Like cattle, we were herded through a shed that had doors on either side, both wide and open. We were ordered to throw down all our luggage and keep moving. Our bread and backpacks, with our name, date of birth and the word ‘Holland’ written on them, ended up on top of the huge piles, as did my guitar, which I had naively brought and carefully guarded all the way. Quickly glancing around, I saw how it ended up underneath more luggage. It dawned on me that there was worse to come. Robbed of everything we had once spent so much care and time in acquiring, we left the shed through the door opposite.


I was so taken aback and distracted by having had all our possessions taken from us, that although I had seen an SS man at some point, I never noticed, until it was too late, that the women had been sent in a different direction. Suddenly Rachel was no longer walking beside me. It happened so quickly that I had not even be able to kiss her or call out to her.  Trying to look around to see if I could spot her somewhere, an SS man snapped at me to look straight ahead and to keep my “Maul (gob) shut.”


Along with the men around me, I was driven on at a slightly slower pace to a point just an opening in a fence, where yet another SS man was posted. He looked the younger men up and down fleetingly, seeming to have no interest in the older ones. With a quick nudge of his whip, he motioned some of them to line up separately by the edge of the field.


Directly in front of me, my brother-in-law Ab, was directed to join this growing group. My father-in-law, David and Herman, my thirteen year old brother-in –law, were completely ignored. My father-in-law was too old, Herman too young. Glancing at me for just a moment, he let me pass as well. He needed to select only eighty healthy looking men.


Those who had not been selected had to move along into the field and sit down. That Friday, 4 June 1943, the Sobibor sun beat down on our heads. It was midday and very hot already. There we were, defenceless, powerless, exhausted, at the mercy of the Germans, and completely isolated from the rest of the world. No one could help us out here. The SS held us captive and were free to do as they pleased.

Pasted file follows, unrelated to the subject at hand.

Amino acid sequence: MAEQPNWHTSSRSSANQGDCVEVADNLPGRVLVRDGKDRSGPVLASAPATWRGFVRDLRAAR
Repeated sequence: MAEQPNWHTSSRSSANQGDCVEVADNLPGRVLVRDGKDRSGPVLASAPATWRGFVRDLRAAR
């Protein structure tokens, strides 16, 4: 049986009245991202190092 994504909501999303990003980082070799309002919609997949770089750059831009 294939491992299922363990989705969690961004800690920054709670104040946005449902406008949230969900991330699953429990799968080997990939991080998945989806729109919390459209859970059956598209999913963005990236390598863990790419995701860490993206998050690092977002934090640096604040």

The rows of men out on the field were getting bigger as those from the other wagons joined us. While we were waiting, I had a little time to collect my thoughts. Our harsh treatment seemed to be in conflict with the image of the Tyrolean cottage-like barracks with their bright little curtains and geraniums on the window sills. They had such a friendly and calming effect on me after all the tensions of the preceding days. The camp had seemed devoid of any other people, apart from the Germans and the Jews who had ‘welcomed’ us on the platform.


As I sat there, I noticed a few Dutch prisoners had approached from the other side of the barbed wire fence and were trying to make contact with us. I recognised Moos van Kleef, the owner of the fish shop on the corner of the Weesperstraat. My arms gestured a question; how are things here, what can we expect? To assuage us, he yelled out to us, “that it was all right here, no reason to be concerned.” I heard him say. “We have a job here, everything is new, or has to be built.”